You will need water pump bypass kit if your rig did not come with one.
Antifreeze hand pump
3 Gallons Antifreeze. You may have some left over but better to have too much than not enough.
Air line connector if you decide to go that route.

Good luck
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Old 10-31-2017, 02:17 PM   #9
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I read a theory once that just blowing out the lines alone is a bad idea if you live where it gets cold for long periods. The belief is that even a small drop of water could expand enough to crack a seal, or that the lack of moisture and the cold air could degrade any gaskets in the system.

People with bigger brains than mine might prove or disprove the theory, but at less than $10 for the anti-freeze and 20 minuets of my time, its worth the added level of production up here in PA


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Old 10-31-2017, 02:58 PM   #10
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From northern New England ...I do the blow out with air ... then the antifreeze pump thru .....then blow out again ..leaves small residue of antifreeze ...but also leaves antifreeze in valves and traps ( gate dump valves also ) to protect from solid freeze
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Old 10-31-2017, 04:16 PM   #11
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I read a theory once that just blowing out the lines alone is a bad idea if you live where it gets cold for long periods. The belief is that even a small drop of water could expand enough to crack a seal, or that the lack of moisture and the cold air could degrade any gaskets in the system.

People with bigger brains than mine might prove or disprove the theory, but at less than $10 for the anti-freeze and 20 minuets of my time, it’s worth the added level of production up here in PA


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It's not possible for a single drop of water to expand to the point of breaking a water line. I think we need to pump the brakes on these winterizing legends.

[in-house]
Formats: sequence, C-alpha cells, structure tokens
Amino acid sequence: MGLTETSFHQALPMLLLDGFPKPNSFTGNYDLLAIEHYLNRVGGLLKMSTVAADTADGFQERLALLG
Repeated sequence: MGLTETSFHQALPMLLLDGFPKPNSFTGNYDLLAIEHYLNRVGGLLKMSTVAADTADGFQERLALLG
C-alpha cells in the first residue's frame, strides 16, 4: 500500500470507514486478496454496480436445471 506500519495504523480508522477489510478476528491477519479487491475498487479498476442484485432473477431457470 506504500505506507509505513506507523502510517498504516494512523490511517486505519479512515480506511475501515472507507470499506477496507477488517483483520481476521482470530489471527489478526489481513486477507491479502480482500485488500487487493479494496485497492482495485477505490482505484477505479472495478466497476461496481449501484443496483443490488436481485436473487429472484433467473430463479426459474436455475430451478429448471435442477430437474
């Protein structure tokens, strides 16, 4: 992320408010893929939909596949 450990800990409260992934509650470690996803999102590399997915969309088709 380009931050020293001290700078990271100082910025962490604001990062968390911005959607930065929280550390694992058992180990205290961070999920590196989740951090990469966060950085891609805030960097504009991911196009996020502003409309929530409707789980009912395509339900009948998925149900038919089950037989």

I have been only using air to winterize my camper for the last 3 winters without issue (besides the spray port I forgot about) My water pump on my camper is buried behind false walls and other such nonsense and would require a lot of effort to access. If you have any basic knowledge of the plumbing/water system, winterizing with air is just as effective as antifreeze.

I do live in Tennessee, BUT, we get well below freezing for extended periods up on the plateau. It was single digits for a solid week here last winter, there's no way a poorly flushed system wouldn't have frozen. Having said that, I do thoroughly blow all ports and tanks out, and make sure the low point drains are completely dry. I do it to the point that there's not even water vapor coming out of the faucets. It probably takes a solid 20-30 minutes of continuous air pressure, I run 35-40 lbs. I also put 8ozs of antifreeze down every drain and in the toilet.

Having said that, if your water pump is easily accessed, by all means run some antifreeze through it. If you have one buried like I do, you can do a thorough winterizing with compressed air. I would have zero reservations about parking my camper in Alaska after winterizing it.
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Old 10-31-2017, 04:41 PM   #12
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All in all, one method may not more beneficial than the other to prevent freezing lines ... BUT... in order to save the hassle of de-winterizing (running water to flush out lines and tanks), I like the air method (I've done both). I didn't think the "pink" would ever come out of the water when I put it in the fresh water tank.

Attention Points are 1. spray port, 2. Toilet, 3. Shower lines (and shower hose), 4. sinks, water softeners, under counter filters, etc., 5. pour anti freeze in the sinks and shower drains. I leave system DRAINS open since DROPLETS of water can collect there and freeze and break THAT line. I pour some in the grey and black tanks (prevents the valves from freezing shut since they usually leak anyway). I leave the faucet valves open since that usually evaporates any left over water DROPLETS or lets them run down to the system drains.... Don't be stingy with the stuff, it's cheaper than a repair.
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Old 10-31-2017, 04:55 PM   #13
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I forgot to mention that I replaced the caps on my low point drains with PVC shutoff valves and leave them open for a few days after winterizing. And I split what's left of the gallon of antifreeze for the drains between the gray and black tanks.
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Old 11-12-2017, 03:19 PM   #14
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Read the previous post and after having blown down all my water lines with air..
But I forgot to blow down the toilet!!! I ran anti freeze thru all the lines and the only item not working is the toilet valve. I'm currently heating the inside of my trailer using the furnace and a small electric heater, praying that the toilet valve isn't damaged. The faucets are all fine as is the shower, but the toilet wont flush!!